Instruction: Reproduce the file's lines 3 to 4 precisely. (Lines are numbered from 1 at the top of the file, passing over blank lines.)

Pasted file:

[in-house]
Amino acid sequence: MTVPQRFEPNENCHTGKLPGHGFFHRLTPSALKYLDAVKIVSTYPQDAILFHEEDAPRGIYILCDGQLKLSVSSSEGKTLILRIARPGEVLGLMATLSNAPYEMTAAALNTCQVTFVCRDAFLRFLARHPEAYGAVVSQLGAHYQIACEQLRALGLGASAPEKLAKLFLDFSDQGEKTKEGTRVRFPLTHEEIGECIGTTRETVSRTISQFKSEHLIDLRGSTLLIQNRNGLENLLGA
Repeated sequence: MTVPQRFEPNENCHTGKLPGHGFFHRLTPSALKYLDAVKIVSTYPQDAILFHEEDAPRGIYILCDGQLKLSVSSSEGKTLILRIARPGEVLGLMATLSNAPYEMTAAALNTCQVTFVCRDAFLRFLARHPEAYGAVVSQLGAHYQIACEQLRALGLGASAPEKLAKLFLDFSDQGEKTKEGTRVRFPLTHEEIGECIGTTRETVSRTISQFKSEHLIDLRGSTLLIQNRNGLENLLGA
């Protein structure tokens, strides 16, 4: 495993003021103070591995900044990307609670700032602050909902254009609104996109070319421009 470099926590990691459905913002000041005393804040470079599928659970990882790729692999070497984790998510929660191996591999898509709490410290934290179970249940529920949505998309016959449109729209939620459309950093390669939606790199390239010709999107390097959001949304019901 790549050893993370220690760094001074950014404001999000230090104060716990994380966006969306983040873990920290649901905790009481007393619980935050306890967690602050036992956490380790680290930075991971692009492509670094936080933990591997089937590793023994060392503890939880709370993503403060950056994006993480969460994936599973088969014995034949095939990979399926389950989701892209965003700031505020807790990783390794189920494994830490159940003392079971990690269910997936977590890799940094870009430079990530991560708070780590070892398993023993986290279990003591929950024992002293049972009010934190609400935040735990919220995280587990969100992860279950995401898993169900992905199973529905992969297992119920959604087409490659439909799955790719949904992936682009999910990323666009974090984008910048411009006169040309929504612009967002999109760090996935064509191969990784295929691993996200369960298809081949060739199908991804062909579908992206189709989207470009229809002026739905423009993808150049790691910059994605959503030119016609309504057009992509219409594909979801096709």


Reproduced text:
Repeated sequence: MTVPQRFEPNENCHTGKLPGHGFFHRLTPSALKYLDAVKIVSTYPQDAILFHEEDAPRGIYILCDGQLKLSVSSSEGKTLILRIARPGEVLGLMATLSNAPYEMTAAALNTCQVTFVCRDAFLRFLARHPEAYGAVVSQLGAHYQIACEQLRALGLGASAPEKLAKLFLDFSDQGEKTKEGTRVRFPLTHEEIGECIGTTRETVSRTISQFKSEHLIDLRGSTLLIQNRNGLENLLGA
């Protein structure tokens, strides 16, 4: 495993003021103070591995900044990307609670700032602050909902254009609104996109070319421009 470099926590990691459905913002000041005393804040470079599928659970990882790729692999070497984790998510929660191996591999898509709490410290934290179970249940529920949505998309016959449109729209939620459309950093390669939606790199390239010709999107390097959001949304019901 790549050893993370220690760094001074950014404001999000230090104060716990994380966006969306983040873990920290649901905790009481007393619980935050306890967690602050036992956490380790680290930075991971692009492509670094936080933990591997089937590793023994060392503890939880709370993503403060950056994006993480969460994936599973088969014995034949095939990979399926389950989701892209965003700031505020807790990783390794189920494994830490159940003392079971990690269910997936977590890799940094870009430079990530991560708070780590070892398993023993986290279990003591929950024992002293049972009010934190609400935040735990919220995280587990969100992860279950995401898993169900992905199973529905992969297992119920959604087409490659439909799955790719949904992936682009999910990323666009974090984008910048411009006169040309929504612009967002999109760090996935064509191969990784295929691993996200369960298809081949060739199908991804062909579908992206189709989207470009229809002026739905423009993808150049790691910059994605959503030119016609309504057009992509219409594909979801096709």